In addition, the entire board on all parts of the ground must be very careful, otherwise it will introduce a coupling channel. Sometimes you can choose to take a single-ended or balanced RF signal line, the principle of cross-interference and EMC / EMI is equally applicable here. Balanced RF signal lines can reduce noise and cross-interference if the alignment is correct, but their impedance is usually high and keep a reasonable linewidth to get a matching signal source, trace and load impedance, actual wiring possible There will be some difficulties. The buffer can be used to improve the isolation effect because it divides the same signal into two parts and is used to drive different circuits, especially the local oscillator may require a buffer to drive multiple mixers. When the mixer reaches the common-mode isolation at the RF frequency, it will not work properly. The buffers can well isolate the impedance changes at different frequencies so that the circuits do not interfere with each other. The buffers are of great help to the design, and they can be followed by the need to be driven by the circuit so that the high power output traces are very short, and because the input signal levels of the buffers are relatively low, they are not easy Circuit caused by interference. The VCO can convert the varying voltage to a varying frequency, which is used for high-speed channel switching, but they also convert the trace noise on the control voltage to a small frequency change, RF signal increases noise.

1.2.5 to ensure that no noise must be considered from the following aspects: First, the control line of the expected bandwidth range from DC to 2MHz, and by filtering to remove such a wide band noise is almost impossible; Second, VCO The control line is usually part of a feedback loop that controls the frequency, and it is possible to introduce noise in many places, so the VCO control line must be handled with great care. Make sure that the lower ground of the RF trace is solid, and that all the components are firmly connected to the main ground and are isolated from other traces that may cause noise. In addition, to ensure that the VCO power supply has been fully decoupled, because the VCO's RF output is often a relatively high level, VCO output signal is easy to interfere with other circuits, it must pay special attention to the VCO. In fact, VCOs tend to be placed at the end of the RF area, and sometimes it needs a metal shield. The resonant circuit (one for the transmitter and the other for the receiver) is related to the VCO, but also has its own characteristics. Simply put, the resonant circuit is a parallel resonant circuit with a capacitive diode that helps to set the VCO operating frequency and modulate the voice or data onto the RF signal. All VCO design principles apply to resonant circuits as well. The resonant circuit is usually very sensitive to noise because the resonant circuit contains a large number of components, the board is distributed over a wide area and usually runs at a very high RF frequency. The signals are usually arranged on the adjacent feet of the chip, but these signal pins need to work with relatively large inductors and capacitors to work, which in turn requires that the locations of these inductors and capacitors must be very close and back A noise-sensitive control loop. It is not easy to do this.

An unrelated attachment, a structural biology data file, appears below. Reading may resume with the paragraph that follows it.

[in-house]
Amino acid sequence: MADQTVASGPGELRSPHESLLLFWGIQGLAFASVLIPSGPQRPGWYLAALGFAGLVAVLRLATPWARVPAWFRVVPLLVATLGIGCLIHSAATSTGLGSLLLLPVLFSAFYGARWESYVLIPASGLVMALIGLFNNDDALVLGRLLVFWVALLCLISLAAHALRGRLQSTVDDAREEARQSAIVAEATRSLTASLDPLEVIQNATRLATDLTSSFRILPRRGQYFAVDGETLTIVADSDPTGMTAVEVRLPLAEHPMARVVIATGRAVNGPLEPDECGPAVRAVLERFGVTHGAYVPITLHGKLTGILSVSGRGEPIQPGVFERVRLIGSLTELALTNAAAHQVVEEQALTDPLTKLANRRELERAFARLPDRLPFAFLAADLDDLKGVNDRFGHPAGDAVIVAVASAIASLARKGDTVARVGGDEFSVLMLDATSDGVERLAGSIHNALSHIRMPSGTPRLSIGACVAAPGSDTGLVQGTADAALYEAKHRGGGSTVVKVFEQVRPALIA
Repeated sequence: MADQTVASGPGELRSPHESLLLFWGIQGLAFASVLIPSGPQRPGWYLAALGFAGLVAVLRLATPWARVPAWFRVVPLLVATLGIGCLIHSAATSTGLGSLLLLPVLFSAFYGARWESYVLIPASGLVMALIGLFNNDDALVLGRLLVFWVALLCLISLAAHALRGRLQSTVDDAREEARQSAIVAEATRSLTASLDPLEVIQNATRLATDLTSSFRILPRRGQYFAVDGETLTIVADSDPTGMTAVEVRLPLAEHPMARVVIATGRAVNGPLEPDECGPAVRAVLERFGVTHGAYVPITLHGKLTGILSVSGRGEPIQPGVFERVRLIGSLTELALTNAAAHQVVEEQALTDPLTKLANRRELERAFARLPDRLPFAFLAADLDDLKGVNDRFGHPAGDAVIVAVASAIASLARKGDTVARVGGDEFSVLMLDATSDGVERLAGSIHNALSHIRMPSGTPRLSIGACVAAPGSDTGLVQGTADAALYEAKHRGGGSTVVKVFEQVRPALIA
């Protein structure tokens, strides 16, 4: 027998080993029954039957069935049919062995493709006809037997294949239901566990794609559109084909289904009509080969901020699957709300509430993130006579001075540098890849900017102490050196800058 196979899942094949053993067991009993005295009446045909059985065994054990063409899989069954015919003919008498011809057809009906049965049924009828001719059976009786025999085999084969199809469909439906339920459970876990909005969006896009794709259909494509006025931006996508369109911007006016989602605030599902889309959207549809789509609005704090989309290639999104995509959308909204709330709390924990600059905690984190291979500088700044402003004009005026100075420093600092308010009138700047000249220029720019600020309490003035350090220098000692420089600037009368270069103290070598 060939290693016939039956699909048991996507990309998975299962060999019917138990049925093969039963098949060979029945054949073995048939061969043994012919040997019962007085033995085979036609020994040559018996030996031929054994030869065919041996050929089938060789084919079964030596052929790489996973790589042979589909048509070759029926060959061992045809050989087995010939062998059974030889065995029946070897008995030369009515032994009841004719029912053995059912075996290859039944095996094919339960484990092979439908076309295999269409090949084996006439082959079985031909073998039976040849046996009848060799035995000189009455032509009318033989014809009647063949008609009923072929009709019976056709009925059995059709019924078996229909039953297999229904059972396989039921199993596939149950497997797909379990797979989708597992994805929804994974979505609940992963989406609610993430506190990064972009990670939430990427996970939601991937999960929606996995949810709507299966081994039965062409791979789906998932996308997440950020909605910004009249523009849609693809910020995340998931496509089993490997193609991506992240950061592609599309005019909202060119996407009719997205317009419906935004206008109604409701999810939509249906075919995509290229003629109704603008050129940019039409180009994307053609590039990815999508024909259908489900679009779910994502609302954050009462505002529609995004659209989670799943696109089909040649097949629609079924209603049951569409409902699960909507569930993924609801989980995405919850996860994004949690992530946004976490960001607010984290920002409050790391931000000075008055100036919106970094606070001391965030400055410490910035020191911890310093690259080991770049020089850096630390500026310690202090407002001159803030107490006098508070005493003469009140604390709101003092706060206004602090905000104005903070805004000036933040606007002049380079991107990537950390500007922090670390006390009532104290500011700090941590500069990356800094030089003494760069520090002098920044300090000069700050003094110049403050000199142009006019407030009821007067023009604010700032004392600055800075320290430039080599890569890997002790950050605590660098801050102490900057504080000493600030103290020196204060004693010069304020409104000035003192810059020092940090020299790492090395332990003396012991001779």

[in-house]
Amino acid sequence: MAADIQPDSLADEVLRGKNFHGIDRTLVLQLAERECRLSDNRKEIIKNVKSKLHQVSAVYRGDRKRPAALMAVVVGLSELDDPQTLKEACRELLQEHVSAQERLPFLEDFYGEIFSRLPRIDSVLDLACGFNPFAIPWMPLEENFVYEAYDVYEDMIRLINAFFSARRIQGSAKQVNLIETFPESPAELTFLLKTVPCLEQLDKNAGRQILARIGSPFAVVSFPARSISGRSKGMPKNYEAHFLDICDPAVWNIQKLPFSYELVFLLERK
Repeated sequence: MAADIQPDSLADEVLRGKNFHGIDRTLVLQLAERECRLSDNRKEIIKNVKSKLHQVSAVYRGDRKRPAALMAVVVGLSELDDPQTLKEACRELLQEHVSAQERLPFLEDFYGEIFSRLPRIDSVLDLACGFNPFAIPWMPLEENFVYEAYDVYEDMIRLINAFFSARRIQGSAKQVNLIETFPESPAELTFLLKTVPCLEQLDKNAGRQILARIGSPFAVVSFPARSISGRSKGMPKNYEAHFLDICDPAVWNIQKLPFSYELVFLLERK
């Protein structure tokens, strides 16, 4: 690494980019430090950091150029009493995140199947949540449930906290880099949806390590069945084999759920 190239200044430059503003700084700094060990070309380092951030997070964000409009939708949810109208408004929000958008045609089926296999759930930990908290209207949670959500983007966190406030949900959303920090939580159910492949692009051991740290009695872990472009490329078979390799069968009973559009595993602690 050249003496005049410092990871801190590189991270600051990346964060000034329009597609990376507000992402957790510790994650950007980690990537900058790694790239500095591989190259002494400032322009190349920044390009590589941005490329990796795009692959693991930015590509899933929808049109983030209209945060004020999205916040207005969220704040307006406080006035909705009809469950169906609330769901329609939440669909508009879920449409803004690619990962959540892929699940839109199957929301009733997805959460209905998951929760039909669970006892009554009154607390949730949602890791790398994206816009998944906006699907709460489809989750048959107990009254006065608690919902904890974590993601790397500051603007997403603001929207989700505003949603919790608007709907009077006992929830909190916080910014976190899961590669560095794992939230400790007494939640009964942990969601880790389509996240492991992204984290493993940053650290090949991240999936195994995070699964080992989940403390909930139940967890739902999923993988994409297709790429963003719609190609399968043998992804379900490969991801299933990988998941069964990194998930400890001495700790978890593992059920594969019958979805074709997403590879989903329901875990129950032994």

Automatic gain control (AGC) amplifiers are also prone to problems where both the transmit and receive circuits have AGC amplifiers. AGC amplifiers are often able to effectively filter out noise, but because the phone has the ability to handle rapid changes in transmit and receive signal strength, the AGC circuit is required to have a fairly wide bandwidth, which makes it easy to introduce AGC amplifiers on some critical circuits noise. Designing AGC lines must follow good analog circuit design techniques, which are related to very short op amp input pins and very short feedback paths, both of which must be remote from RF, IF or high speed digital signal traces. Likewise, good grounding is also essential, and the chip's power supply must be well decoupled. If it is necessary to take a long line at the input or output, it is best at the output, usually the output impedance is much lower, and it is not easy to sense noise. Usually the higher the signal level, the easier it is to introduce noise into other circuits. In all PCB designs, it is a general principle to keep a digital circuit away from an analog circuit as much as possible, and it also applies to RFPCB designs. Public analog ground and ground for shielding and separating signal lines are usually equally important, so it is important to carefully plan, consider the layout of the components and the thorough layout at the early stages of the design. The lines are away from analog lines and some very critical digital signals, and all RF traces, pads and components should be filled with as much copper as possible and connected as far as possible to the main ground. If the RF traces must pass through the signal lines, try to connect them along the RF traces between them and the main ground. If it is not possible, make sure that they are crossed, which minimizes capacitive coupling and, as far as possible, spreads around each RF trace and connects them to the main ground. In addition, minimizing the distance between parallel RF traces can minimize inductive coupling. A solid piece of ground directly on the surface layer under the first layer, the isolation effect is the best, although careful design of other practices also work. In each layer of the PCB board, should be laid as much as possible, and connect them to the main ground. Keep the traces as far as possible to increase the number of parcels of the internal signal layer and the power distribution layer and adjust the alignment so that you can arrange the ground connection holes to the isolation plots on the surface. Avoid creating free on the PCB layers, as they pick up or inject noise as a small antenna. In most cases, if you can not connect them to the Lord, then you'd better take them out.